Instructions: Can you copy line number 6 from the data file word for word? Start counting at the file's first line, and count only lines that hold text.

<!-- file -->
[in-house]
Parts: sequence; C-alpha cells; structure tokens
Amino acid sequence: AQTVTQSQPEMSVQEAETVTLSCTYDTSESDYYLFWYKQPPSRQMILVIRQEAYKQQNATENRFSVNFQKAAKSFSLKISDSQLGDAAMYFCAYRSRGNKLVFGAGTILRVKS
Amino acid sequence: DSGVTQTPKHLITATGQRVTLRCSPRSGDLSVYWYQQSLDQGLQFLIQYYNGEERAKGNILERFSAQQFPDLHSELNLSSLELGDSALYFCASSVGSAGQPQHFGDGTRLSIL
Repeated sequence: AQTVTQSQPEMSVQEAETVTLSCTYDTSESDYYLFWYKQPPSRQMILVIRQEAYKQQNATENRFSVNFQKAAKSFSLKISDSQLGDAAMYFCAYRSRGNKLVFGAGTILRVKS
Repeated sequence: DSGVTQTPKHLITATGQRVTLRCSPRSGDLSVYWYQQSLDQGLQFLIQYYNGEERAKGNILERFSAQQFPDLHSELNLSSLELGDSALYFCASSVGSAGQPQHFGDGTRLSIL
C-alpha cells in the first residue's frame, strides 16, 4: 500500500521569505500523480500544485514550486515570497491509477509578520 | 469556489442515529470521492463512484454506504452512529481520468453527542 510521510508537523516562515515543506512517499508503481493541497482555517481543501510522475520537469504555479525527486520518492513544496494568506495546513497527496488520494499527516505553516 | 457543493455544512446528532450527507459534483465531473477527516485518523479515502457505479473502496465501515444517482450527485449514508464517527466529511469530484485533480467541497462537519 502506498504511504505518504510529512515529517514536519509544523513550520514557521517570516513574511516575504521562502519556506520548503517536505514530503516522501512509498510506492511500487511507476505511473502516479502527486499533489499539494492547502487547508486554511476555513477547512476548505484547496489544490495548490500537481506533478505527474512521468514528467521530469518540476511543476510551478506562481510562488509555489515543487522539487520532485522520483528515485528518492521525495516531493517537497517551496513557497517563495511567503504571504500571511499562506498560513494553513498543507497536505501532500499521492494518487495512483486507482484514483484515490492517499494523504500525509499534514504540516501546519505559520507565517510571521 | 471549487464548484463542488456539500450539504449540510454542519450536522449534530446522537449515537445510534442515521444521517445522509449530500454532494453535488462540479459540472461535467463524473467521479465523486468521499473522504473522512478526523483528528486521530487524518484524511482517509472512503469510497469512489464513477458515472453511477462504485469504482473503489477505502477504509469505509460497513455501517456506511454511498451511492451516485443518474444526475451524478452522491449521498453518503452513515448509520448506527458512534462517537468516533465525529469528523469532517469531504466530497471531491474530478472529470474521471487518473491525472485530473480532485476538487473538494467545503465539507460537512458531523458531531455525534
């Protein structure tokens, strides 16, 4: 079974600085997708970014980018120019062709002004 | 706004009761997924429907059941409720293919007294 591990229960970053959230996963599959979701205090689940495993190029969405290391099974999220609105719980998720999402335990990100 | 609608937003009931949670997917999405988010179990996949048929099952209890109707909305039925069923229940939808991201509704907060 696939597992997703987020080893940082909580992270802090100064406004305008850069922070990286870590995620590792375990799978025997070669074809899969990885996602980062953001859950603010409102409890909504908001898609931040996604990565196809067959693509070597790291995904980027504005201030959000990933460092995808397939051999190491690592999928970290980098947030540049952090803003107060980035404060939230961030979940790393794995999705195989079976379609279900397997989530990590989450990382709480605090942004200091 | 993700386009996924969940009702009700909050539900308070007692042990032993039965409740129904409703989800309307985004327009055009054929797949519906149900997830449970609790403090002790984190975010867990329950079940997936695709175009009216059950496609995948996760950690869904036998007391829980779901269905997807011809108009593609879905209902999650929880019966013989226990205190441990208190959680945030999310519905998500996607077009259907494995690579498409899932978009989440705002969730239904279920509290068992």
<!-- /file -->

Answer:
Repeated sequence: DSGVTQTPKHLITATGQRVTLRCSPRSGDLSVYWYQQSLDQGLQFLIQYYNGEERAKGNILERFSAQQFPDLHSELNLSSLELGDSALYFCASSVGSAGQPQHFGDGTRLSIL